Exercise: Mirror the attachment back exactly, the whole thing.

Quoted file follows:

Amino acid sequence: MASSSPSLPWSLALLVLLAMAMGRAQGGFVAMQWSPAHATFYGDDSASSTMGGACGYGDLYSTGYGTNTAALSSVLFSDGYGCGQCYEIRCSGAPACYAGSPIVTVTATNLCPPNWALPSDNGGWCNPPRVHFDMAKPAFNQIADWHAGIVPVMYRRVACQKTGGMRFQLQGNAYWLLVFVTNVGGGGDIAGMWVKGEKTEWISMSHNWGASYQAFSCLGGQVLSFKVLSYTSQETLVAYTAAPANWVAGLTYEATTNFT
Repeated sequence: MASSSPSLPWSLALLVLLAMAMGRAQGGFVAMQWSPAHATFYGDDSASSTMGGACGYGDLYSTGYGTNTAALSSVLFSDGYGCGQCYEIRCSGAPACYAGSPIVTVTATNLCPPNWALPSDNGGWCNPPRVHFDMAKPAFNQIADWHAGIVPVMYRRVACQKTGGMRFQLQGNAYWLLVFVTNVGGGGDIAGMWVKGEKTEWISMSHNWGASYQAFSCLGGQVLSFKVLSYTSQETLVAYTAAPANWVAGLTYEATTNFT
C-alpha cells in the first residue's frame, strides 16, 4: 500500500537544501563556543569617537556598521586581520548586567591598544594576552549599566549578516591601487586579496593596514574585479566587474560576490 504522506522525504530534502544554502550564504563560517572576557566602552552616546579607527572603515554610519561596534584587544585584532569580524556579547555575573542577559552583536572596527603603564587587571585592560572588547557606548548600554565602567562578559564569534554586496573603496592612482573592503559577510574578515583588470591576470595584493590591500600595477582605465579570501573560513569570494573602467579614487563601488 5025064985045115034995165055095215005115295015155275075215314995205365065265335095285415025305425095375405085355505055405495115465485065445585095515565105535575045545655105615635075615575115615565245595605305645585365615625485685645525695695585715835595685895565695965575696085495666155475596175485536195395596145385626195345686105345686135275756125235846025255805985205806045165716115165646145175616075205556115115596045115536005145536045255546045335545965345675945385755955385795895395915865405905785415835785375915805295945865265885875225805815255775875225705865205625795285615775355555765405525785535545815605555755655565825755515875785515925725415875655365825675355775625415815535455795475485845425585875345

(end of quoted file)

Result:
Amino acid sequence: MASSSPSLPWSLALLVLLAMAMGRAQGGFVAMQWSPAHATFYGDDSASSTMGGACGYGDLYSTGYGTNTAALSSVLFSDGYGCGQCYEIRCSGAPACYAGSPIVTVTATNLCPPNWALPSDNGGWCNPPRVHFDMAKPAFNQIADWHAGIVPVMYRRVACQKTGGMRFQLQGNAYWLLVFVTNVGGGGDIAGMWVKGEKTEWISMSHNWGASYQAFSCLGGQVLSFKVLSYTSQETLVAYTAAPANWVAGLTYEATTNFT
Repeated sequence: MASSSPSLPWSLALLVLLAMAMGRAQGGFVAMQWSPAHATFYGDDSASSTMGGACGYGDLYSTGYGTNTAALSSVLFSDGYGCGQCYEIRCSGAPACYAGSPIVTVTATNLCPPNWALPSDNGGWCNPPRVHFDMAKPAFNQIADWHAGIVPVMYRRVACQKTGGMRFQLQGNAYWLLVFVTNVGGGGDIAGMWVKGEKTEWISMSHNWGASYQAFSCLGGQVLSFKVLSYTSQETLVAYTAAPANWVAGLTYEATTNFT
C-alpha cells in the first residue's frame, strides 16, 4: 500500500537544501563556543569617537556598521586581520548586567591598544594576552549599566549578516591601487586579496593596514574585479566587474560576490 504522506522525504530534502544554502550564504563560517572576557566602552552616546579607527572603515554610519561596534584587544585584532569580524556579547555575573542577559552583536572596527603603564587587571585592560572588547557606548548600554565602567562578559564569534554586496573603496592612482573592503559577510574578515583588470591576470595584493590591500600595477582605465579570501573560513569570494573602467579614487563601488 5025064985045115034995165055095215005115295015155275075215314995205365065265335095285415025305425095375405085355505055405495115465485065445585095515565105535575045545655105615635075615575115615565245595605305645585365615625485685645525695695585715835595685895565695965575696085495666155475596175485536195395596145385626195345686105345686135275756125235846025255805985205806045165716115165646145175616075205556115115596045115536005145536045255546045335545965345675945385755955385795895395915865405905785415835785375915805295945865265885875225805815255775875225705865205625795285615775355555765405525785535545815605555755655565825755515875785515925725415875655365825675355775625415815535455795475485845425585875345